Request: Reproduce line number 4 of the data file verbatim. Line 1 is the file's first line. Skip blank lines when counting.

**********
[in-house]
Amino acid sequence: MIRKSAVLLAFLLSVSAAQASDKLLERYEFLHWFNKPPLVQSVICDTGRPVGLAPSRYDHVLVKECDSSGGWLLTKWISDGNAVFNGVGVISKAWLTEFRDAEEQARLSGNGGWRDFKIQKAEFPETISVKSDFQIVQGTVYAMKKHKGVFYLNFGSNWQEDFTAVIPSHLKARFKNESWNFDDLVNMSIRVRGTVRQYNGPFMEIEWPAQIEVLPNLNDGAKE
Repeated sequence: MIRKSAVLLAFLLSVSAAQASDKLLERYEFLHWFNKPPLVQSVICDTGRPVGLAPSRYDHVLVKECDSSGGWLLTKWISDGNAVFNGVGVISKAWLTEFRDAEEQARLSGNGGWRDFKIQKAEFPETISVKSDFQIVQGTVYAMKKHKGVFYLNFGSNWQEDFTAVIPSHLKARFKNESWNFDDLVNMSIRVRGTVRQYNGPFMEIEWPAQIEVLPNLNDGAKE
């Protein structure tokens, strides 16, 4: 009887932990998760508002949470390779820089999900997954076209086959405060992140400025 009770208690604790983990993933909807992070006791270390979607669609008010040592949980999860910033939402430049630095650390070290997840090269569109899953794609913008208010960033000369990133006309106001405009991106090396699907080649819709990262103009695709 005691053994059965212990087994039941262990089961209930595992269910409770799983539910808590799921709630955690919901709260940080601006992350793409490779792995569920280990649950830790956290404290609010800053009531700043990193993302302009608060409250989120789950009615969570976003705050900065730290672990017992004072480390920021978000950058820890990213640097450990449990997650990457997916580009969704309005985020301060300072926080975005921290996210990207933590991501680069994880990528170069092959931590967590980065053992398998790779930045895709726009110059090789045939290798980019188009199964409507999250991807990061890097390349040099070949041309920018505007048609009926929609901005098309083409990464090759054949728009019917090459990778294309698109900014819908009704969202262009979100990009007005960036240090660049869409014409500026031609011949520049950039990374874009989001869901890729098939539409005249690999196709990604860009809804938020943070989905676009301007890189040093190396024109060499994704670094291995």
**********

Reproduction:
């Protein structure tokens, strides 16, 4: 009887932990998760508002949470390779820089999900997954076209086959405060992140400025 009770208690604790983990993933909807992070006791270390979607669609008010040592949980999860910033939402430049630095650390070290997840090269569109899953794609913008208010960033000369990133006309106001405009991106090396699907080649819709990262103009695709 005691053994059965212990087994039941262990089961209930595992269910409770799983539910808590799921709630955690919901709260940080601006992350793409490779792995569920280990649950830790956290404290609010800053009531700043990193993302302009608060409250989120789950009615969570976003705050900065730290672990017992004072480390920021978000950058820890990213640097450990449990997650990457997916580009969704309005985020301060300072926080975005921290996210990207933590991501680069994880990528170069092959931590967590980065053992398998790779930045895709726009110059090789045939290798980019188009199964409507999250991807990061890097390349040099070949041309920018505007048609009926929609901005098309083409990464090759054949728009019917090459990778294309698109900014819908009704969202262009979100990009007005960036240090660049869409014409500026031609011949520049950039990374874009989001869901890729098939539409005249690999196709990604860009809804938020943070989905676009301007890189040093190396024109060499994704670094291995």